Delicious barbecue smoked prime rib roast prepared with a simple BBQ dry rub before cooked low and slow over hickory smoke. This tender barbecue beef is an incredible centerpiece for weekend dinners or parties.
There aren’t many holiday centerpieces more impressive than a good prime rib roast (although I’d argue that this can be enjoyed year-round).
The good news is that this classic meat is one of the most straightforward to smoke out there. Just an overnight dry brine, quick seasoning, then smoke to medium-rare. Easy.
What is Prime Rib?
Prime rib is a cut of beef from the primal rib of the steer. It typically refers to a meat dish cooked with slow roasting in an oven, although it may also be grilled. The dish is usually roasted whole and carved at the table for serving either hot or cold.
The term ‘prime rib‘ refers to an entire roast from ribs 6 through 12 on a cow carcass, as well as any bone-in cut taken from this area of the animal (rib-eye steak). When these cuts are cooked properly they are succulent, tender, and juicy with plenty of fat marbled throughout each piece. Prime meat contains enough fat to make it flavorful without needing additional seasonings like salt or pepper.
Prime rib is a dish that’s been around for centuries. However, it has only recently become popular in North America where the dish originated. In Europe and other parts of the world, prime rib is more common than beef roasts or steaks.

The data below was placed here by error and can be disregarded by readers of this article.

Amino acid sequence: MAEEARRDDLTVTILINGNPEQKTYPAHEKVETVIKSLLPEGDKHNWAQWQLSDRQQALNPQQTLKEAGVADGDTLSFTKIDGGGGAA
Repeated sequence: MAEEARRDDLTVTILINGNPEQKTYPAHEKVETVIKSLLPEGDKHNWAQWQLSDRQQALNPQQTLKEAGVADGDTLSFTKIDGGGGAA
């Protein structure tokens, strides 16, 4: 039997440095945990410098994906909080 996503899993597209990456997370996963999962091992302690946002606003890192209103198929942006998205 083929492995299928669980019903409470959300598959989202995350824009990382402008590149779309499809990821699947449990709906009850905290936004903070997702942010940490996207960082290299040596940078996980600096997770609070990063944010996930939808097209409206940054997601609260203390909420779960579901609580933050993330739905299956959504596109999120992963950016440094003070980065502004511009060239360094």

When buying your prime rib roast, you might find prime rib available as either bone-in or boneless. I always recommend going for boneless roast joints: they cook more evenly, develop a better crust, and make carving much easier.
Sure, bone-in prime rib does look impressive but beyond aesthetics, they don’t offer much else (not even added flavor). Give them a miss.
How to Trim Prime Rib
You will need to trim the fat cap off of a roast. The rib bones should be removed first and then all the fat from around it is trimmed. Doing this will allow the Maillard Reaction, developing a delicious outer bark. This will also help our dry rub permeate the meat and enrich it with flavor. Excess fat can also lead to flare-ups, particularly if you use a charcoal or gas grill set up for 2-zone cooking.
- Trim the excess fat and silver skin from the exterior of the roast
- Score the fat on top of the meat in a diamond pattern
- Cut off any rib bone that is poking out from where it meets with other ribs
- Make sure to cut all around and underneath bones so they are exposed but not sticking up
I like to keep things simple here and just use a stripped-back blend of equal parts salt, black pepper, and brown sugar. The connective tissue and fat in the prime rib will do the rest of the work as it smokes, so there’s no need to overcomplicate things here by adding excessive flavor.
Before seasoning the meat, apply a thin layer of yellow mustard to the prime rib. This simply acts as a binder for the dry rub, plus its acidity can help accelerate crust formation. It doesn’t add a whole lot in terms of flavor.